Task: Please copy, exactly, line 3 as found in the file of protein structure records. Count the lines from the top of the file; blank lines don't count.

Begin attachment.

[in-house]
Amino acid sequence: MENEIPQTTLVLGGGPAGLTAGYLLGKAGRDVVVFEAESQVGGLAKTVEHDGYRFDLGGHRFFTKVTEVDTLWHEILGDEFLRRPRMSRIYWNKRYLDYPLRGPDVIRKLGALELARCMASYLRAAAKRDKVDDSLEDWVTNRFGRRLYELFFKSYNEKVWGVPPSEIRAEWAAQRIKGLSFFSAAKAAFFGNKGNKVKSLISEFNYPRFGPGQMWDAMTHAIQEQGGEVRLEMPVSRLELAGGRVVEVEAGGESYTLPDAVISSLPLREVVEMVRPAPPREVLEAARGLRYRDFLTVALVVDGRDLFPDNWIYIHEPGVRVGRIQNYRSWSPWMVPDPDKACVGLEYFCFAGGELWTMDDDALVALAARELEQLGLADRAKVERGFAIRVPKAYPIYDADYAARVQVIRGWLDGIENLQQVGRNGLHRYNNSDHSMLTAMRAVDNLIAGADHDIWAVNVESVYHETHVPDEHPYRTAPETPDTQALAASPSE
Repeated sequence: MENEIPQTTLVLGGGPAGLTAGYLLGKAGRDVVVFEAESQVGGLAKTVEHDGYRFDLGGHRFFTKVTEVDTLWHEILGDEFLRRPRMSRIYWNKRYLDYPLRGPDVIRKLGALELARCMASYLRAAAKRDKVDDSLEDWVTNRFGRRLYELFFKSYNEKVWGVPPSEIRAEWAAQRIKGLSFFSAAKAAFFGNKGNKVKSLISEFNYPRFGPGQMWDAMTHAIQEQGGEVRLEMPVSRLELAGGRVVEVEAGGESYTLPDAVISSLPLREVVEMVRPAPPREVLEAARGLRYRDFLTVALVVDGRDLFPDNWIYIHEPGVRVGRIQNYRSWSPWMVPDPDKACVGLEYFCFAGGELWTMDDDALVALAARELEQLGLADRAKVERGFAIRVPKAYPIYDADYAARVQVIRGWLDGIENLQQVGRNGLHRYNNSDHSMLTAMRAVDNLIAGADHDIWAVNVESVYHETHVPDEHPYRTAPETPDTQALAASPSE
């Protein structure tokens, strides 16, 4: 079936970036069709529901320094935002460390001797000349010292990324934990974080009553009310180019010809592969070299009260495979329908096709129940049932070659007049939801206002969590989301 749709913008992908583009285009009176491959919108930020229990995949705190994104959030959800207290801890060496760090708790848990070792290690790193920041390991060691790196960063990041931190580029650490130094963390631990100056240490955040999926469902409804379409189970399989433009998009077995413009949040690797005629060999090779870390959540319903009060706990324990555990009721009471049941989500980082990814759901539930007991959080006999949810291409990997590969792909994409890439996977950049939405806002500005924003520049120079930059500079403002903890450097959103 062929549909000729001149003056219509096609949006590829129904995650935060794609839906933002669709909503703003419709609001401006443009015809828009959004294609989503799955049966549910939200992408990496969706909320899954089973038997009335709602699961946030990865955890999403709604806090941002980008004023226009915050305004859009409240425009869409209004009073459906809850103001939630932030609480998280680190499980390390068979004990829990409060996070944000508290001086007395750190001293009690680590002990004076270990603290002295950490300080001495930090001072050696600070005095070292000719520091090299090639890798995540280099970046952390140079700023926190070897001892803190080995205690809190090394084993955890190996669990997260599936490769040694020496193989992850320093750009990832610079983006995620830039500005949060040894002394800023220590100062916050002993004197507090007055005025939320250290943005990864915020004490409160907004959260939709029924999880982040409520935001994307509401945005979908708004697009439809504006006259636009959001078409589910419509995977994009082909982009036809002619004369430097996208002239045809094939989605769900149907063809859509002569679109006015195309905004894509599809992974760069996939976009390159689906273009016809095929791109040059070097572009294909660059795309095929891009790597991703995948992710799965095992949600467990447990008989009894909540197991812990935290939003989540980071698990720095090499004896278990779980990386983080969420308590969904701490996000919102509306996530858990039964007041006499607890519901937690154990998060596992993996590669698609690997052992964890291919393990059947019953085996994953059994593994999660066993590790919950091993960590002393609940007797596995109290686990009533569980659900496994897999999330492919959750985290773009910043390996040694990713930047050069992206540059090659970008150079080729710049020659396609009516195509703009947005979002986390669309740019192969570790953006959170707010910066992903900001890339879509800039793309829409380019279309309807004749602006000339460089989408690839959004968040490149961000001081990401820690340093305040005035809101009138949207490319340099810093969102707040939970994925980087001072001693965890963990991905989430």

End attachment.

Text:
Repeated sequence: MENEIPQTTLVLGGGPAGLTAGYLLGKAGRDVVVFEAESQVGGLAKTVEHDGYRFDLGGHRFFTKVTEVDTLWHEILGDEFLRRPRMSRIYWNKRYLDYPLRGPDVIRKLGALELARCMASYLRAAAKRDKVDDSLEDWVTNRFGRRLYELFFKSYNEKVWGVPPSEIRAEWAAQRIKGLSFFSAAKAAFFGNKGNKVKSLISEFNYPRFGPGQMWDAMTHAIQEQGGEVRLEMPVSRLELAGGRVVEVEAGGESYTLPDAVISSLPLREVVEMVRPAPPREVLEAARGLRYRDFLTVALVVDGRDLFPDNWIYIHEPGVRVGRIQNYRSWSPWMVPDPDKACVGLEYFCFAGGELWTMDDDALVALAARELEQLGLADRAKVERGFAIRVPKAYPIYDADYAARVQVIRGWLDGIENLQQVGRNGLHRYNNSDHSMLTAMRAVDNLIAGADHDIWAVNVESVYHETHVPDEHPYRTAPETPDTQALAASPSE